LGBT Programmatic Advertising - Website Revenue and Yield Analysis
Let’s use some typical website performance statistics and ad rates here. If your site receives 1,000 visitors per day, that’s 30,000 visitors in one month. If one visitor typically views 10 pages on your website, that’s 300,000 page views per month. If each page typically has 5 ad units on it, including one at the top and bottom of your site and 3 in the content or on the side, that’s 1,500,000 ad impressions your site can deliver in one month. If you were able to sell 100% of your banner ad inventory at $5 CPM, that would be $5 for every thousand banner ads served - $5 x 1,500,000/1000 = $7,500. That’s the reason you want to earn revenue for every banner ad you deliver… you may sell some premium, top placement ads in-house for $10-15 CPM or more, but that would balance out with those lower-tier network ads being placed for $1-2 CPM (which are hopefully less than 10% of all of your banner ads served).
We performed a variety of tests, ensuring all variables except for CPM rate remained the same… we then adjusted the CPM rate to $4, 5 and $6 CPM for programmatic ad placements on tested sites and let it run for a week. We found that the number of ads placed at the lower CPM rate did grow slightly (which makes sense… less expensive CPM rates equals a wider pool of ads that the site can attract), but the overall revenue amount remained the same. The percentage of ads a programmatic ad placement can fulfill is called a “Fill Rate”. At $4, 5 and 6 CPM, the fill rates were 8, 7 and 6%, respectively. Revenue amounts remained close to the same. Thus, for our scenario, selling banner ad inventory on the programmatic ad exchange at $6 CPM makes sense. What is important is where it fits into the overall revenue mix. For a large site, a typical scenario would look like what is seen below.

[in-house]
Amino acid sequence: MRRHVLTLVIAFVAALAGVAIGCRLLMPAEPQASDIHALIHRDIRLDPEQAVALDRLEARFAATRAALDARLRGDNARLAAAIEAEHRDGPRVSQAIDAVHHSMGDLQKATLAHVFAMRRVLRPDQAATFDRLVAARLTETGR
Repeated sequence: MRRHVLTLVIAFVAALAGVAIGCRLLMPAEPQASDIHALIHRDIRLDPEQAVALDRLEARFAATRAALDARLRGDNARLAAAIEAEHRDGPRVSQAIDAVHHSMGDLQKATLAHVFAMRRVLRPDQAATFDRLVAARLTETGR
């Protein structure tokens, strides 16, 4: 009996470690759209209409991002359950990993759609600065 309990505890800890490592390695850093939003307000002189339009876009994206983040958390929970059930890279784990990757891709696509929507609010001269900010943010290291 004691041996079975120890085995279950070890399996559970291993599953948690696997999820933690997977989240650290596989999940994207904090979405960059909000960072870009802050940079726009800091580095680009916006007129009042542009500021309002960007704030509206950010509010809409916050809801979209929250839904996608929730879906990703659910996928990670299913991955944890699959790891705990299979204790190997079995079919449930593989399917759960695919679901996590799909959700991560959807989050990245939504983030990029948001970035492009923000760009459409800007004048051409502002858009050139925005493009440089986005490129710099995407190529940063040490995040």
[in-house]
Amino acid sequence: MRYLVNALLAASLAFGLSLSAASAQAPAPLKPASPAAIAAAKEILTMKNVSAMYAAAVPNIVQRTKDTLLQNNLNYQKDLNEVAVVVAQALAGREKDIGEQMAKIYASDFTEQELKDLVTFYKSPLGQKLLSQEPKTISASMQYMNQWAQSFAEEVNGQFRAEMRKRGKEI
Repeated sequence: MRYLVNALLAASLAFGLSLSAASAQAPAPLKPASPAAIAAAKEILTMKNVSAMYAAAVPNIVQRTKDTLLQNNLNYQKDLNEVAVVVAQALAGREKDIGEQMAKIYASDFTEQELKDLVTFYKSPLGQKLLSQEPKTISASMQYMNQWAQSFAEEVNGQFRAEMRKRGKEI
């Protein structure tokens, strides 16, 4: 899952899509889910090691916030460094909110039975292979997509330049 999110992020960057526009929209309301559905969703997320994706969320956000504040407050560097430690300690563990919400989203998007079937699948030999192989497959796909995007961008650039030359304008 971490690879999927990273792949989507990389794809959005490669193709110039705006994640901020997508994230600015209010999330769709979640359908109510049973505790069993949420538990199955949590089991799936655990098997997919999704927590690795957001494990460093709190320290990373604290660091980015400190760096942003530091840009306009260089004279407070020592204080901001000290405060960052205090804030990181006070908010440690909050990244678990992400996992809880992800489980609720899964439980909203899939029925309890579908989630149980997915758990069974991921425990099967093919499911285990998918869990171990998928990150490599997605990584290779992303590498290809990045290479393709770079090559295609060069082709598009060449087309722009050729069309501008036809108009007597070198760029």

For a smaller site, the yield percentages go up dramatically, as there are only a fixed number of banner ads available in the LGBT world, and a smaller site’s percentage of ads dedicated to this fixed amount will inherently go up.
As one can see, the biggest revenue variable is how many ads are sold in-house, as an overall percentage of banner ad impressions available. The second big variable is what happens to the banner ad impression slots made available after the 1st tier programmatic ad placement. Are they all sold at an average of $2 CPM, or is it lower at $0.50 CPM? How many are free or in-kind from various sponsorship and trade deals?
Some programmatic ad exchanges are able to combine the 1st and 2nd tiers into a series of “price bands.” Using rather complex algorithms, they’re able to completely manage the revenue maximization curve across all CPM price points, as seen in the chart below.
Lastly, never underestimate the power of retargeting ad campaigns on the programmatic ad exchange, with companies such as Amazon targeting THEIR customers on YOUR site… the CPM rates on these are high, as they are considered high-quality, pre-qualified leads. This is all added revenue in your pocket.
Understanding where your company lies on the yield charts above, and adjusting accordingly to maximize revenue, can make a pretty significant difference in an LGBT media company’s bottom line.
To learn more about how programmatic ad buying works, check out our recent blog posts "Look Who's Making A Comeback - LGBT Banner Ads" and "Programmatic Ad Buying Using Your LGBT SEO and PPC Campaign Search Terms". To learn more about how to reach an LGBT audience BEYOND the traditional LGBT websites, check out "Target LGBT Audience on Huffington Post, DailyBeast.com, Jezebel and more". For LGBT publishers, check out "LGBT Programmatic Advertising and the Concept of the Ad Network Waterfall"
For more information, check out:
To see which LGBT sites are on the programmatic ad exchange, check out: